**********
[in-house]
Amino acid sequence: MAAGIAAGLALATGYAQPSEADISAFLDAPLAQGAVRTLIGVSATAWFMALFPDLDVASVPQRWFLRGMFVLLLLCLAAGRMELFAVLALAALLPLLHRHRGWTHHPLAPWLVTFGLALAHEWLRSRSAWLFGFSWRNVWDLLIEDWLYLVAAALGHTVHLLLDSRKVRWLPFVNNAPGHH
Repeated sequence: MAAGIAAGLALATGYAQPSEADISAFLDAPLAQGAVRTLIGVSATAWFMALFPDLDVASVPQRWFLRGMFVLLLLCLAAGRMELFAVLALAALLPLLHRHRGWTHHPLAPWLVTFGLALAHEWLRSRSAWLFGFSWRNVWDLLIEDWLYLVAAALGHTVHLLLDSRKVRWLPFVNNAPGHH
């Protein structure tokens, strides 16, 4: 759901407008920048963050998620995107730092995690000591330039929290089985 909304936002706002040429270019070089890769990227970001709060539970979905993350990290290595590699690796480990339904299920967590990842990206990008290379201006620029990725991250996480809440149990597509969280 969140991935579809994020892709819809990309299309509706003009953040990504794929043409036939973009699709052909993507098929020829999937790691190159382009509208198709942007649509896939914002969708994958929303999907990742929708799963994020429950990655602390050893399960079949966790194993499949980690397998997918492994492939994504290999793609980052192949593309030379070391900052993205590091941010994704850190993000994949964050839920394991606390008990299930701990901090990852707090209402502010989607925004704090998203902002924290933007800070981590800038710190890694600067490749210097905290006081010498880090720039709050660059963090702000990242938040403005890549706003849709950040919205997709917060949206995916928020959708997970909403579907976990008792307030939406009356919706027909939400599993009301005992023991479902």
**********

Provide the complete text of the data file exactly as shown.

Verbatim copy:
[in-house]
Amino acid sequence: MAAGIAAGLALATGYAQPSEADISAFLDAPLAQGAVRTLIGVSATAWFMALFPDLDVASVPQRWFLRGMFVLLLLCLAAGRMELFAVLALAALLPLLHRHRGWTHHPLAPWLVTFGLALAHEWLRSRSAWLFGFSWRNVWDLLIEDWLYLVAAALGHTVHLLLDSRKVRWLPFVNNAPGHH
Repeated sequence: MAAGIAAGLALATGYAQPSEADISAFLDAPLAQGAVRTLIGVSATAWFMALFPDLDVASVPQRWFLRGMFVLLLLCLAAGRMELFAVLALAALLPLLHRHRGWTHHPLAPWLVTFGLALAHEWLRSRSAWLFGFSWRNVWDLLIEDWLYLVAAALGHTVHLLLDSRKVRWLPFVNNAPGHH
């Protein structure tokens, strides 16, 4: 759901407008920048963050998620995107730092995690000591330039929290089985 909304936002706002040429270019070089890769990227970001709060539970979905993350990290290595590699690796480990339904299920967590990842990206990008290379201006620029990725991250996480809440149990597509969280 969140991935579809994020892709819809990309299309509706003009953040990504794929043409036939973009699709052909993507098929020829999937790691190159382009509208198709942007649509896939914002969708994958929303999907990742929708799963994020429950990655602390050893399960079949966790194993499949980690397998997918492994492939994504290999793609980052192949593309030379070391900052993205590091941010994704850190993000994949964050839920394991606390008990299930701990901090990852707090209402502010989607925004704090998203902002924290933007800070981590800038710190890694600067490749210097905290006081010498880090720039709050660059963090702000990242938040403005890549706003849709950040919205997709917060949206995916928020959708997970909403579907976990008792307030939406009356919706027909939400599993009301005992023991479902």